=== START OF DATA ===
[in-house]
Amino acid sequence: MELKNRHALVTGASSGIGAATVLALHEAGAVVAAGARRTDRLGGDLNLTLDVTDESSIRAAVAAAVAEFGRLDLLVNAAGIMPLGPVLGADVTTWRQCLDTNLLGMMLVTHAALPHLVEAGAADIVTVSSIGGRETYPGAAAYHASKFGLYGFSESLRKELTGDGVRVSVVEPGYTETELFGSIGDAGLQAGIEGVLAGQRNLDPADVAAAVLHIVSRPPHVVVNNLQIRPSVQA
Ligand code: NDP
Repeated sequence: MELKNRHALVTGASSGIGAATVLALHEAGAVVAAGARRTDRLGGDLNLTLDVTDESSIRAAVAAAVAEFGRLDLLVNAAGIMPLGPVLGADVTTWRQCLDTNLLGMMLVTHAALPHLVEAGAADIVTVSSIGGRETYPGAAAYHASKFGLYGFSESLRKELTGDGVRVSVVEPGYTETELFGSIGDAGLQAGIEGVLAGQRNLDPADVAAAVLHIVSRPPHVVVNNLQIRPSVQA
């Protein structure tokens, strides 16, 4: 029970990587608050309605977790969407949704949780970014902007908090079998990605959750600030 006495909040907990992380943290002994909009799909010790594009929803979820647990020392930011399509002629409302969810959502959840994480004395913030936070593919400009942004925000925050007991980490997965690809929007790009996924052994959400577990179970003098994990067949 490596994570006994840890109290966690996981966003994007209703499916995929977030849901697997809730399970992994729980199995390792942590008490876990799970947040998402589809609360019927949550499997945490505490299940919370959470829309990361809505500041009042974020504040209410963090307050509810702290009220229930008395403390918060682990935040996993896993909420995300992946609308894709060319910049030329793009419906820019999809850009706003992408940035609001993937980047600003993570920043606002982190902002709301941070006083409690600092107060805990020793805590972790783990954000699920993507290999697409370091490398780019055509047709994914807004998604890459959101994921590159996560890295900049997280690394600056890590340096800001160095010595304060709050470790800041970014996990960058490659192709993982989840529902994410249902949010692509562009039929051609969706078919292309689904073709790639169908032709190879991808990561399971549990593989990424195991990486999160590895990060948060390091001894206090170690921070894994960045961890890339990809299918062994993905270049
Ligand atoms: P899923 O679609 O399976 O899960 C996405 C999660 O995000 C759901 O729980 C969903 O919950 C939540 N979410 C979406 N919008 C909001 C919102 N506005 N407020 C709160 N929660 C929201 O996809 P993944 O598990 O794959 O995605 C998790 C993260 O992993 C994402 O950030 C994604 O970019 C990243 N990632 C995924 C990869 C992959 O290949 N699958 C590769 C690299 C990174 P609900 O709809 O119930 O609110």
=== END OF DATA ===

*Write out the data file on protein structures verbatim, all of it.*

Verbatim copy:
[in-house]
Amino acid sequence: MELKNRHALVTGASSGIGAATVLALHEAGAVVAAGARRTDRLGGDLNLTLDVTDESSIRAAVAAAVAEFGRLDLLVNAAGIMPLGPVLGADVTTWRQCLDTNLLGMMLVTHAALPHLVEAGAADIVTVSSIGGRETYPGAAAYHASKFGLYGFSESLRKELTGDGVRVSVVEPGYTETELFGSIGDAGLQAGIEGVLAGQRNLDPADVAAAVLHIVSRPPHVVVNNLQIRPSVQA
Ligand code: NDP
Repeated sequence: MELKNRHALVTGASSGIGAATVLALHEAGAVVAAGARRTDRLGGDLNLTLDVTDESSIRAAVAAAVAEFGRLDLLVNAAGIMPLGPVLGADVTTWRQCLDTNLLGMMLVTHAALPHLVEAGAADIVTVSSIGGRETYPGAAAYHASKFGLYGFSESLRKELTGDGVRVSVVEPGYTETELFGSIGDAGLQAGIEGVLAGQRNLDPADVAAAVLHIVSRPPHVVVNNLQIRPSVQA
């Protein structure tokens, strides 16, 4: 029970990587608050309605977790969407949704949780970014902007908090079998990605959750600030 006495909040907990992380943290002994909009799909010790594009929803979820647990020392930011399509002629409302969810959502959840994480004395913030936070593919400009942004925000925050007991980490997965690809929007790009996924052994959400577990179970003098994990067949 490596994570006994840890109290966690996981966003994007209703499916995929977030849901697997809730399970992994729980199995390792942590008490876990799970947040998402589809609360019927949550499997945490505490299940919370959470829309990361809505500041009042974020504040209410963090307050509810702290009220229930008395403390918060682990935040996993896993909420995300992946609308894709060319910049030329793009419906820019999809850009706003992408940035609001993937980047600003993570920043606002982190902002709301941070006083409690600092107060805990020793805590972790783990954000699920993507290999697409370091490398780019055509047709994914807004998604890459959101994921590159996560890295900049997280690394600056890590340096800001160095010595304060709050470790800041970014996990960058490659192709993982989840529902994410249902949010692509562009039929051609969706078919292309689904073709790639169908032709190879991808990561399971549990593989990424195991990486999160590895990060948060390091001894206090170690921070894994960045961890890339990809299918062994993905270049
Ligand atoms: P899923 O679609 O399976 O899960 C996405 C999660 O995000 C759901 O729980 C969903 O919950 C939540 N979410 C979406 N919008 C909001 C919102 N506005 N407020 C709160 N929660 C929201 O996809 P993944 O598990 O794959 O995605 C998790 C993260 O992993 C994402 O950030 C994604 O970019 C990243 N990632 C995924 C990869 C992959 O290949 N699958 C590769 C690299 C990174 P609900 O709809 O119930 O609110």